There is a lot of momentum behind reforming our democracy right now. From dark money to gerrymandering to the national popular vote, Americans are questioning the way our democracy functions, and they’re looking for answers. But as I mentioned in part one of this series, there’s another reform that is incredibly simple and often overlooked: the voting method. But what exactly is a voting method?
Although I often meet people who tell me they don’t know what a voting method is, they actually do. And so do you. The voting method is simply the way that we select the winner of an election.
And we select that winner by looking at three key pieces of information:
- What kind of data about the candidate(s) can you provide on your ballot?
- How is that data analyzed?
- How many winners are there, and what process is used to determine those winners?
These three pieces of information determine the type of voting method you’re using, and the way that it helps you select a winner. Change one piece and you have a different method.
And potentially an entirely different result. Which is why voting methods matter.
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Let’s take the results of the 2016 election. Donald Trump was elected as President of the United States using our current voting method—plurality voting. But what would have happened if we changed the voting method?
Luckily, we studied that election, so we have a pretty good idea.
What we found was that when voters used different alternative voting methods, Donald Trump wasn’t the winner. In fact, Hilary Clinton wins the race using any other voting method we studied. And when we include candidates who didn’t run in the general election, such as Bernie Sanders, we find that the results again change. Clinton wins using some voting methods, while Sanders wins with others. And these results align with voters’ honest feelings about candidates—not just who they’d vote for, which can often be a strategic decision.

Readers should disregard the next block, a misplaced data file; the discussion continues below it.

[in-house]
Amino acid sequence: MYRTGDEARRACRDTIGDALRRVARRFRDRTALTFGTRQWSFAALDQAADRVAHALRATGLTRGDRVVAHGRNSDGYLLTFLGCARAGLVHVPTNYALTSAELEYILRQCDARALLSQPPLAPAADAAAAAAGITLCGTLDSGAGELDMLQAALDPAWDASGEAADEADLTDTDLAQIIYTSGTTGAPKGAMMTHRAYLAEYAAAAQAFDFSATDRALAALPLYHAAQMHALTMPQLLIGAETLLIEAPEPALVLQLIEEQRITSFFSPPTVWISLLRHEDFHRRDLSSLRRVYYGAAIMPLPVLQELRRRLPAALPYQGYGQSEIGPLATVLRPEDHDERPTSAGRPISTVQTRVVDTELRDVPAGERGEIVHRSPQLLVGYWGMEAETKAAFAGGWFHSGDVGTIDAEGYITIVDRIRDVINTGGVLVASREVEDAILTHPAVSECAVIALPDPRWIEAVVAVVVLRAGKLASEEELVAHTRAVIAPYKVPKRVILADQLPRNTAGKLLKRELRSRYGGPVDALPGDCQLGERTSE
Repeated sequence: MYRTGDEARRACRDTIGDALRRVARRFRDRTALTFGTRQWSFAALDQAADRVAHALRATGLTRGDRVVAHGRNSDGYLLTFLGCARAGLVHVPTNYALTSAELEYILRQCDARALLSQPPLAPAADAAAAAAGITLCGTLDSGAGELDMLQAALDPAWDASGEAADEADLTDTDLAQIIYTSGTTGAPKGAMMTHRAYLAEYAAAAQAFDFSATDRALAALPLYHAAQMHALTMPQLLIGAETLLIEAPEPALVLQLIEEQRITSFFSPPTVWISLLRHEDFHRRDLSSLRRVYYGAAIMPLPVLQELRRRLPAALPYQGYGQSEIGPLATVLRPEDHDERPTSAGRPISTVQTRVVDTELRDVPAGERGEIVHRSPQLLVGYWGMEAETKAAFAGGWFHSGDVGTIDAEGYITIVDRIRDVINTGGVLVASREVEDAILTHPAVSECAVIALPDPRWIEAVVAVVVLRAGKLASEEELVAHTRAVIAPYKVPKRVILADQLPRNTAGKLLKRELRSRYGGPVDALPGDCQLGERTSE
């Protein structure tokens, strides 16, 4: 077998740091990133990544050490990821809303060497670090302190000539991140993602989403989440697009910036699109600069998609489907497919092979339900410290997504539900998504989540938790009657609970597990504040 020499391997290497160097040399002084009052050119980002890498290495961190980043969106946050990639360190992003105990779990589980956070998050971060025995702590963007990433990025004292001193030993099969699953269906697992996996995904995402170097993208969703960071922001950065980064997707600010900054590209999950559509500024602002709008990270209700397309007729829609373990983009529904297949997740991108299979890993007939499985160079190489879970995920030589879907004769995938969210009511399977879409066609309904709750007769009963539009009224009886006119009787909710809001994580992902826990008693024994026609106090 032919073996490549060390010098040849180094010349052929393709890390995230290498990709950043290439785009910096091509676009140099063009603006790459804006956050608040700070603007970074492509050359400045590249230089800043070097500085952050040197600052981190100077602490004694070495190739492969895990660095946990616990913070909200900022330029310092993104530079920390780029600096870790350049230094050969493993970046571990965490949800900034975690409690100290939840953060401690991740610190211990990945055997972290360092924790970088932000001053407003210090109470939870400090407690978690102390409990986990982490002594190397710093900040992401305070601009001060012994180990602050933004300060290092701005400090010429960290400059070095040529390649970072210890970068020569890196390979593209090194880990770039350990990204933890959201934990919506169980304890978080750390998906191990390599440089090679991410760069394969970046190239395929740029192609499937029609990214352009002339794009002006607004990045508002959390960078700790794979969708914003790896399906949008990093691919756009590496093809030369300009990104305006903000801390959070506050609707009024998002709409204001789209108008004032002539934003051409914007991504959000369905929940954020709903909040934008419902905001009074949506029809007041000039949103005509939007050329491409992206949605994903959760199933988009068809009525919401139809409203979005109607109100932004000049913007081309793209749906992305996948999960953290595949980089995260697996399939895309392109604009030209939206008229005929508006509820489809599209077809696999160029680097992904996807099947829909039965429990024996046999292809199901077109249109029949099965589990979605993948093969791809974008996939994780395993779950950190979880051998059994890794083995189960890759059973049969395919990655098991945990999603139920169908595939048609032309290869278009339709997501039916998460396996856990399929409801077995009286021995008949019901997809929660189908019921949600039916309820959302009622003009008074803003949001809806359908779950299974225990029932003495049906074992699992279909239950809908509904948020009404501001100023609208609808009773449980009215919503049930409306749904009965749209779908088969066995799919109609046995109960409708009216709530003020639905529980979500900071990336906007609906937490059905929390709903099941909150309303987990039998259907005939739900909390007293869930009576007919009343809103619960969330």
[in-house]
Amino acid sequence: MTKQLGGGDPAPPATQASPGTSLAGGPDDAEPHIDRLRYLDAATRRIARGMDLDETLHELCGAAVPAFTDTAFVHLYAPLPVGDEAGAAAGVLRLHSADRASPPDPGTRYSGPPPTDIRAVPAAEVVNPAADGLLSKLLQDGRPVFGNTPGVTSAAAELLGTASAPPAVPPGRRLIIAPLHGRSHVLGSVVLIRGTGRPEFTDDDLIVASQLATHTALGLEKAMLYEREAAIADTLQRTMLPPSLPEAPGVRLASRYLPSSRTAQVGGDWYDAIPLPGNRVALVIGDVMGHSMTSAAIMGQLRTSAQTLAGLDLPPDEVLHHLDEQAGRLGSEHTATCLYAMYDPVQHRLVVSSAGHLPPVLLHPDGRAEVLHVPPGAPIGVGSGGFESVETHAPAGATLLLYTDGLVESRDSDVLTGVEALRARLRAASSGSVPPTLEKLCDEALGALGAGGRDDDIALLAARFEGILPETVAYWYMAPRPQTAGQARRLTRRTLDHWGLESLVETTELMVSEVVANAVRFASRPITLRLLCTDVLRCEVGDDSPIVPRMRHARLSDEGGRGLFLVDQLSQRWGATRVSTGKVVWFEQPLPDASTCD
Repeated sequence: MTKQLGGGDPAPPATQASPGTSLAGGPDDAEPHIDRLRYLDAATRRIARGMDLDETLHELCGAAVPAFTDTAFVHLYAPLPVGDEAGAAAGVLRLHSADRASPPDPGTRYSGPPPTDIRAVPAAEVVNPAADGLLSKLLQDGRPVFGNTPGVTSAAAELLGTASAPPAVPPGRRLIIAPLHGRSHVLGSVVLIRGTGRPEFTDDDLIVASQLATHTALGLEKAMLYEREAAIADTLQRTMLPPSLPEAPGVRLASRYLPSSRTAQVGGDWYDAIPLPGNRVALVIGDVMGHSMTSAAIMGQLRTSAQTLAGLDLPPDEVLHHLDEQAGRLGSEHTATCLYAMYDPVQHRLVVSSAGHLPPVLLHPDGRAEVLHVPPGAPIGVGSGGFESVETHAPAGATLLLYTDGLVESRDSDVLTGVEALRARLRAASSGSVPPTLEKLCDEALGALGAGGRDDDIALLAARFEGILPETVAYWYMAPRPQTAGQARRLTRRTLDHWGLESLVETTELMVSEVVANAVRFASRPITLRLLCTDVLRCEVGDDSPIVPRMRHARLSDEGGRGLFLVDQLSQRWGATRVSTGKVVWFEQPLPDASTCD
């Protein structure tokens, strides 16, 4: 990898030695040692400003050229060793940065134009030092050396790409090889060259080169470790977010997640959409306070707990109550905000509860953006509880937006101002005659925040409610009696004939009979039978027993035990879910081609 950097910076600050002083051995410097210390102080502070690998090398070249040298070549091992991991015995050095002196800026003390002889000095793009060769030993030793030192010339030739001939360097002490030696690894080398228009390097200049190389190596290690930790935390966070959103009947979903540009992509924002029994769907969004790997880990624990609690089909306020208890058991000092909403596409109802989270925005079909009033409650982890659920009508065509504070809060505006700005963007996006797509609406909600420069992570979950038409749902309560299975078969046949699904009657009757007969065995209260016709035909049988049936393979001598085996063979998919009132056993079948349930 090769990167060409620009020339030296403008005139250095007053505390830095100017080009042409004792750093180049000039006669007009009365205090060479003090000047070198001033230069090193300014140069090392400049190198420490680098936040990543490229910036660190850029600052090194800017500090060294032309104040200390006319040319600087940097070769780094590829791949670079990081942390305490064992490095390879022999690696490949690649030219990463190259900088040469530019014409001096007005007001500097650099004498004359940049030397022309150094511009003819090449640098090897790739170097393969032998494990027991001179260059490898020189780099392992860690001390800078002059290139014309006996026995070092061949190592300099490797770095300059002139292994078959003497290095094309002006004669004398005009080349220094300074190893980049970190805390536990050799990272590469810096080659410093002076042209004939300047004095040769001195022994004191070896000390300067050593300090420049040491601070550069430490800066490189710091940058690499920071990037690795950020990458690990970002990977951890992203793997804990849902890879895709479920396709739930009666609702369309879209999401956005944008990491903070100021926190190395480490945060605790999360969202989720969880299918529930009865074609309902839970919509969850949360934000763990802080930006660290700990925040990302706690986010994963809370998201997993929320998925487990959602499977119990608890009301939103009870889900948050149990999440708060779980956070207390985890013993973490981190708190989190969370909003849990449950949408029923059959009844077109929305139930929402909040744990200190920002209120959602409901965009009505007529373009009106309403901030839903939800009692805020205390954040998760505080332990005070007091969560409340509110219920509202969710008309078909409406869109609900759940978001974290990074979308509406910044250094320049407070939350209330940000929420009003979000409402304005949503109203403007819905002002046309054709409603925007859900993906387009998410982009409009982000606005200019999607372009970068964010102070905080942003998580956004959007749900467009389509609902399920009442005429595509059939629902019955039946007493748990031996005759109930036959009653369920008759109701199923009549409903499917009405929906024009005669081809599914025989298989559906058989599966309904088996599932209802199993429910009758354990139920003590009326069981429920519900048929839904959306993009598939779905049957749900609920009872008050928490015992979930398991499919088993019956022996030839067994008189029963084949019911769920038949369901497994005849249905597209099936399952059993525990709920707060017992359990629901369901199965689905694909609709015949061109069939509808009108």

So, why are the results so different when we use other voting methods?
Because our current voting method—plurality voting—forces you to only select one candidate you support. And that leads to all sorts of negative effects, including the spoiler effect, more partisan winners, and a system that discourages good, but “less electable,” candidates from running in the first place.
But as I mentioned in part one of this series, we can change the way we vote. And in recent years, we’ve seen a spike in the number of activists and funders working on initiatives to do just that. Private foundations and Mainers hungry for change poured over $1 million into an effort to see ranked-choice voting adopted in Maine, while other funders focused on getting approval voting adopted in Fargo, North Dakota. We’ve also seen a group of grassroots activists nearly pass an initiative to implement a voting method called STAR voting in Lane County, Oregon.
Each of these voting methods has its strengths and weaknesses. In the next part of our series, we’ll dig into a few of the voting methods being pursued right now, and how you can objectively evaluate those methods to decide if it’s the right solution to advocate for in your community.
Original Contribution by Kirsten Elliott, Director of Philanthropy at The Center for Election Science.
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